The Bengal Cat is a stunningly marked domestic spotted cat exhibiting the personality and temperament  desired for family companionship while bringing the look and feel of the jungle into your home.

Although the first recorded cross in the United States between an Asian Leopard Cat and a Domestic Cat was recorded in the early 1960's, during the late 1970's in California genetic research was begun using the wild Asian Leopard Cat. "F1"  (or first generation foundation offspring) females were created as a result of this research program and foundation breeding programs were begun.    The first Bengal Cat was registered with the International Cat Association  in 1983.

The ASIAN LEOPARD CAT is a small jungle cat that can be found in the forests of Southern Asia, India, China, Korea, and has also been reported to live in Taiwan, Philippines, Borneo, Java, Bali and Sumatra. Some subspecies are a bit large and others remain smaller (10-15 pounds). Because of their smaller size, the Asian Leopard Cat is a scavenger and has been reported to be somewhat nocturnal. They have a fondness for playing in the water and are expert swimmers and coming in a variety of different colors and spotting patterns.


Pictured Below The Beautiful Asian Leopard bred by Collette Griffiths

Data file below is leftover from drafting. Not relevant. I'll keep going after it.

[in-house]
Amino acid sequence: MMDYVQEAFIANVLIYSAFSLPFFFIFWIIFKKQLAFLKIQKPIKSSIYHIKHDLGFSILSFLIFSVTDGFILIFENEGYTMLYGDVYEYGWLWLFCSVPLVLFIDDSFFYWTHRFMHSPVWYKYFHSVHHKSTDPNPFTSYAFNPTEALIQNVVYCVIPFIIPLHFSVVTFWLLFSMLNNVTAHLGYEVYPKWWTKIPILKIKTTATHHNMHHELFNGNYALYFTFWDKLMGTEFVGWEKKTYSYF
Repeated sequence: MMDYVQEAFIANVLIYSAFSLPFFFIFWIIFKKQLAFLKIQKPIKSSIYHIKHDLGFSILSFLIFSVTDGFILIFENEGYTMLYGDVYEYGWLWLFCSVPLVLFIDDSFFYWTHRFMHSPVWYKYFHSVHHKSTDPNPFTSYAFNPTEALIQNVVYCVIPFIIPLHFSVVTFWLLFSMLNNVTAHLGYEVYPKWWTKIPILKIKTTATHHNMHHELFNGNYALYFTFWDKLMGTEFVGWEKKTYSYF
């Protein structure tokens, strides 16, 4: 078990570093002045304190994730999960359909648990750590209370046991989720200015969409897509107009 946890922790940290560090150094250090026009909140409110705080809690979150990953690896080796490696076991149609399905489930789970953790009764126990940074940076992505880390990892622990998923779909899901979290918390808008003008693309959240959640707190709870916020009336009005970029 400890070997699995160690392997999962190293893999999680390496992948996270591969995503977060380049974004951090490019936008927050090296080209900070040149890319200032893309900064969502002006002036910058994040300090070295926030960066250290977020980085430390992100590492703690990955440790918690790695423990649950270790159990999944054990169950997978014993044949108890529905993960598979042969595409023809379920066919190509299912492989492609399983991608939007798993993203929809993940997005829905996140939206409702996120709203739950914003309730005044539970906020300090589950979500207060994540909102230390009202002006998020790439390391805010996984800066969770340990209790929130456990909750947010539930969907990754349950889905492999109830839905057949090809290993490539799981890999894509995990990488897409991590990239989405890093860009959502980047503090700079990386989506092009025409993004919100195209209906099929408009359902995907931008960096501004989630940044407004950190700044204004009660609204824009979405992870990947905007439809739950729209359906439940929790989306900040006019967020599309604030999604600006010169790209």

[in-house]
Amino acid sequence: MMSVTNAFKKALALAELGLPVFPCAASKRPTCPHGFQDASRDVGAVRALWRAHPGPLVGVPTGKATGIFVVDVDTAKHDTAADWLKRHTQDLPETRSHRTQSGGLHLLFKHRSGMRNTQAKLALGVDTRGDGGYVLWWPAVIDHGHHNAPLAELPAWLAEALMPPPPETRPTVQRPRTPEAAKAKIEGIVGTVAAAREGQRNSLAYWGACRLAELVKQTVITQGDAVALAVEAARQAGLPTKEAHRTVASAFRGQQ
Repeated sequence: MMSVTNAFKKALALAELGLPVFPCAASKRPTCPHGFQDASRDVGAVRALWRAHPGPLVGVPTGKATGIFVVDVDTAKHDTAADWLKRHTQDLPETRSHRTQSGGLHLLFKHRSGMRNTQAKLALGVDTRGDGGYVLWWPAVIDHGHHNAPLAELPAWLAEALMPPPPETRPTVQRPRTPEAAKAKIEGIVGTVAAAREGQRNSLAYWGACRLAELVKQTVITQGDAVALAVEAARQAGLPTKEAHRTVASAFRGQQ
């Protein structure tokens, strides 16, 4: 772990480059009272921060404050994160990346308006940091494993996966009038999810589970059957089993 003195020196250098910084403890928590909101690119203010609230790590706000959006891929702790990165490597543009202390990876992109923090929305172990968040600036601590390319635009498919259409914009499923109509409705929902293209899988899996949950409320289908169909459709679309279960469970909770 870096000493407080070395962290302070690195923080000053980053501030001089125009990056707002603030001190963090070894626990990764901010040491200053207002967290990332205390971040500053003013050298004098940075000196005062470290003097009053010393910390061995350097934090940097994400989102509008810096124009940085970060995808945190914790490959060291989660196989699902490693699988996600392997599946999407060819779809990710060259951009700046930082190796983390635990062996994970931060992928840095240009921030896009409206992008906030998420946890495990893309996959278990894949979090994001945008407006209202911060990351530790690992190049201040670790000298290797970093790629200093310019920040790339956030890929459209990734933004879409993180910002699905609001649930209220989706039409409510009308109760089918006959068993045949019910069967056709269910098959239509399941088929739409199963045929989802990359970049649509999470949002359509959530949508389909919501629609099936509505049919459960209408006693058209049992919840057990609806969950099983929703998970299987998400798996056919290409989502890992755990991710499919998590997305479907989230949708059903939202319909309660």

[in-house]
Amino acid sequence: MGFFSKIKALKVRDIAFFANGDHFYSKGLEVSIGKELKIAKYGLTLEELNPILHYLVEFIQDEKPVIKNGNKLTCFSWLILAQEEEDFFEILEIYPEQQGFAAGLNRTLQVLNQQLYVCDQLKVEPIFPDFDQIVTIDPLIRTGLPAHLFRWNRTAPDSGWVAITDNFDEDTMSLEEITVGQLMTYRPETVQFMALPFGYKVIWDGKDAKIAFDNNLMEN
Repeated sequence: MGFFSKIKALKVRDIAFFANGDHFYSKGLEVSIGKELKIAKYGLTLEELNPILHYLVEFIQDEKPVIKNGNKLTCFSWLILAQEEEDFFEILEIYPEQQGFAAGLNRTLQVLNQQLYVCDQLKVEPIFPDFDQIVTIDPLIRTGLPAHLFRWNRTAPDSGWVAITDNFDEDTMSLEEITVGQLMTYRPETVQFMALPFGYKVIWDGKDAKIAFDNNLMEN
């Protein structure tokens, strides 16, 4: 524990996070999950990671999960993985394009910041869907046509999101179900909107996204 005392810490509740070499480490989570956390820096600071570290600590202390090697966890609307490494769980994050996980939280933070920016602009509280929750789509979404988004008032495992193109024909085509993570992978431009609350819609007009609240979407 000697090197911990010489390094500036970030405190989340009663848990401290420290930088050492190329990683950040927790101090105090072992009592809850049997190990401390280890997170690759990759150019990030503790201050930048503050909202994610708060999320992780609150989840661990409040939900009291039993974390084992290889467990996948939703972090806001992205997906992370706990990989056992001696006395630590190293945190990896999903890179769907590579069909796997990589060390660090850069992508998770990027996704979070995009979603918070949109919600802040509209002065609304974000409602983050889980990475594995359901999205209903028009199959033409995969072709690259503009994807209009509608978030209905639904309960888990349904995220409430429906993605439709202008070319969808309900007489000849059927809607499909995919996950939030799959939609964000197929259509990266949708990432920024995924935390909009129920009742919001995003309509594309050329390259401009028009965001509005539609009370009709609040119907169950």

EARLY GENERATION BENGAL CATS are considered to be the first three generations resulting from the Asian Leopard Cat/Bengal cross. The first generation is often referred to as an F1, the second an F2, and the third generation an F3. Male Bengals born of these first generations are sterile, however the females remain fertile.  Early generation Cats should be owned and raised only by those dedicated to sharing their home with them forever as they do not transition to new families or homes as easily as their later generation relatives.    They make good family pets depending upon the experience and time commitment each family is willing to share with them.

DOMESTIC BENGAL CATS are considered to be 4 generations or more away from their Asian Leopard Cat heritage. They are registered with TICA (The International Cat Association) and referred to as "SBT" Bengals.  Both male and females born of these generations are fertile. Bengal females are smaller than males and tend to weigh in the 7-10 pound range. Males are substantially larger and often obtain weights of 15-18 pounds or more. The best of both worlds, these loudly colored, spotted wonders are perfect domestic family companions!

 If Bengals and their special traits interest you, please let us know so that we can assist you in making the right choice for your home situation.                                     





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Walt Richard and Gail Sanford- Richard

Coeur d'Alene, Idaho

(208) 667 7926